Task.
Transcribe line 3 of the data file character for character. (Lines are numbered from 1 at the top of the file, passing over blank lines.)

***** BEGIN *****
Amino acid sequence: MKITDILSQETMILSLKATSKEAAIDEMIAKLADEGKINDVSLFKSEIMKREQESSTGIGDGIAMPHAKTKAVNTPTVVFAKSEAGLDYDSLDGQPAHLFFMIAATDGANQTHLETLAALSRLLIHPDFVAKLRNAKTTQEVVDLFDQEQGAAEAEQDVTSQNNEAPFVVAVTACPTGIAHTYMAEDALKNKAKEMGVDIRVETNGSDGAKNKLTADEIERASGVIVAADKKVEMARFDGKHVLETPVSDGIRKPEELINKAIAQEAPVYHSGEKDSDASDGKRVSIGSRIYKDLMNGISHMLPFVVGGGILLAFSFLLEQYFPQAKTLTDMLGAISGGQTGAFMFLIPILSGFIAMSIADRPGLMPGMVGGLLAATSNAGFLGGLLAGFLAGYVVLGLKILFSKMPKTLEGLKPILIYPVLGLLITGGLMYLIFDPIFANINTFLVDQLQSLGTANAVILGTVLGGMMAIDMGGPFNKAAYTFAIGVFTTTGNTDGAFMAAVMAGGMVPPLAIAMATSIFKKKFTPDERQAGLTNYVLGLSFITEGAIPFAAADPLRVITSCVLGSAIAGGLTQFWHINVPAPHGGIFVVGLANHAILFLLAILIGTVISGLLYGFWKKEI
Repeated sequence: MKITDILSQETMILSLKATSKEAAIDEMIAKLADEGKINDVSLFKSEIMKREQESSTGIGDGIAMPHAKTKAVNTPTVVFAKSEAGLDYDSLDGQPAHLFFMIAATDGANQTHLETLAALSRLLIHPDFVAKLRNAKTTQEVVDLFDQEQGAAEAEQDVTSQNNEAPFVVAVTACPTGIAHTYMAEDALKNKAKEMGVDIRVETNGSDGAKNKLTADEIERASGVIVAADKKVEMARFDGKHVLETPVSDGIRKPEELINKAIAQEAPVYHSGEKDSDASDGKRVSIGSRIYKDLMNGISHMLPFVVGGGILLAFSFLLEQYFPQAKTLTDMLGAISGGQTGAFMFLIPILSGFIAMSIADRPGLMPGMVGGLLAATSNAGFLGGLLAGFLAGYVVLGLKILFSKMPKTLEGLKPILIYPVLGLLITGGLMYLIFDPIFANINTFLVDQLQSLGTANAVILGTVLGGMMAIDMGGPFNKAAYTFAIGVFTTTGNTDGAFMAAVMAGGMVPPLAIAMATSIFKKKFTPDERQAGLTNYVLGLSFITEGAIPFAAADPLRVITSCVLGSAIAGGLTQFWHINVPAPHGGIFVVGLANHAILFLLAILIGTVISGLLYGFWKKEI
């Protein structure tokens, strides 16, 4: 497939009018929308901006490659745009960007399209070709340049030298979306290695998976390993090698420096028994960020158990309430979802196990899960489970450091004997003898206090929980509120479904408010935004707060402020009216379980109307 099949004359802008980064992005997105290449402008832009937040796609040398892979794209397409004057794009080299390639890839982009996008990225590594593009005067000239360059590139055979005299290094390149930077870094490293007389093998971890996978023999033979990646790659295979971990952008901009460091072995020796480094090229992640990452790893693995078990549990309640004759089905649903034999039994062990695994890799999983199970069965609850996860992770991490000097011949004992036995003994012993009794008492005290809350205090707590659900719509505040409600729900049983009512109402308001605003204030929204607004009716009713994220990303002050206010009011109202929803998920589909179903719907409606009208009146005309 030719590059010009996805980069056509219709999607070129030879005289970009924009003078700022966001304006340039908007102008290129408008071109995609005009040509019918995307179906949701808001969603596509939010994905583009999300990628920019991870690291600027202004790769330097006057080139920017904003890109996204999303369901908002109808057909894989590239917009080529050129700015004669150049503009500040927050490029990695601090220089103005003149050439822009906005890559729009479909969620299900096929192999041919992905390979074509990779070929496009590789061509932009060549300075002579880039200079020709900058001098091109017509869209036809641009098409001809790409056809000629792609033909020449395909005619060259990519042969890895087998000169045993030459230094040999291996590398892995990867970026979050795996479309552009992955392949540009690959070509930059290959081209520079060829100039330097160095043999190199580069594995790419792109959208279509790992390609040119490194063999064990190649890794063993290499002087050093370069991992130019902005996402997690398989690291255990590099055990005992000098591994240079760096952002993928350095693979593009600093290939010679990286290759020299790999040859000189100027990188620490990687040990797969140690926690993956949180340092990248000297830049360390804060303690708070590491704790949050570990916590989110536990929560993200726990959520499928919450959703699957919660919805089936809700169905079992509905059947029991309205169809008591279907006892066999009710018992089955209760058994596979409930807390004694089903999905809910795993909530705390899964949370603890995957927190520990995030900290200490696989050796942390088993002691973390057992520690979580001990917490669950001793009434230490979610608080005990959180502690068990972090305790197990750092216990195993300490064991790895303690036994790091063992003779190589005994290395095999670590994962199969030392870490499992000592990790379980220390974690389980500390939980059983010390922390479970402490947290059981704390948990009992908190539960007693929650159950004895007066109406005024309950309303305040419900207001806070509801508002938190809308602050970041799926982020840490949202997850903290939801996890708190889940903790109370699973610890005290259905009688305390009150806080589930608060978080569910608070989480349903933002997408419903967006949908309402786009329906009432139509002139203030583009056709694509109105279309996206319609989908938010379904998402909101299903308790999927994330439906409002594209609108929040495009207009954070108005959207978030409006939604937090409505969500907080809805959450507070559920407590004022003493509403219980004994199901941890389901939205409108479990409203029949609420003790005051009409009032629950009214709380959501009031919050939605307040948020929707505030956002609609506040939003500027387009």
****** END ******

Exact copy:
């Protein structure tokens, strides 16, 4: 497939009018929308901006490659745009960007399209070709340049030298979306290695998976390993090698420096028994960020158990309430979802196990899960489970450091004997003898206090929980509120479904408010935004707060402020009216379980109307 099949004359802008980064992005997105290449402008832009937040796609040398892979794209397409004057794009080299390639890839982009996008990225590594593009005067000239360059590139055979005299290094390149930077870094490293007389093998971890996978023999033979990646790659295979971990952008901009460091072995020796480094090229992640990452790893693995078990549990309640004759089905649903034999039994062990695994890799999983199970069965609850996860992770991490000097011949004992036995003994012993009794008492005290809350205090707590659900719509505040409600729900049983009512109402308001605003204030929204607004009716009713994220990303002050206010009011109202929803998920589909179903719907409606009208009146005309 030719590059010009996805980069056509219709999607070129030879005289970009924009003078700022966001304006340039908007102008290129408008071109995609005009040509019918995307179906949701808001969603596509939010994905583009999300990628920019991870690291600027202004790769330097006057080139920017904003890109996204999303369901908002109808057909894989590239917009080529050129700015004669150049503009500040927050490029990695601090220089103005003149050439822009906005890559729009479909969620299900096929192999041919992905390979074509990779070929496009590789061509932009060549300075002579880039200079020709900058001098091109017509869209036809641009098409001809790409056809000629792609033909020449395909005619060259990519042969890895087998000169045993030459230094040999291996590398892995990867970026979050795996479309552009992955392949540009690959070509930059290959081209520079060829100039330097160095043999190199580069594995790419792109959208279509790992390609040119490194063999064990190649890794063993290499002087050093370069991992130019902005996402997690398989690291255990590099055990005992000098591994240079760096952002993928350095693979593009600093290939010679990286290759020299790999040859000189100027990188620490990687040990797969140690926690993956949180340092990248000297830049360390804060303690708070590491704790949050570990916590989110536990929560993200726990959520499928919450959703699957919660919805089936809700169905079992509905059947029991309205169809008591279907006892066999009710018992089955209760058994596979409930807390004694089903999905809910795993909530705390899964949370603890995957927190520990995030900290200490696989050796942390088993002691973390057992520690979580001990917490669950001793009434230490979610608080005990959180502690068990972090305790197990750092216990195993300490064991790895303690036994790091063992003779190589005994290395095999670590994962199969030392870490499992000592990790379980220390974690389980500390939980059983010390922390479970402490947290059981704390948990009992908190539960007693929650159950004895007066109406005024309950309303305040419900207001806070509801508002938190809308602050970041799926982020840490949202997850903290939801996890708190889940903790109370699973610890005290259905009688305390009150806080589930608060978080569910608070989480349903933002997408419903967006949908309402786009329906009432139509002139203030583009056709694509109105279309996206319609989908938010379904998402909101299903308790999927994330439906409002594209609108929040495009207009954070108005959207978030409006939604937090409505969500907080809805959450507070559920407590004022003493509403219980004994199901941890389901939205409108479990409203029949609420003790005051009409009032629950009214709380959501009031919050939605307040948020929707505030956002609609506040939003500027387009």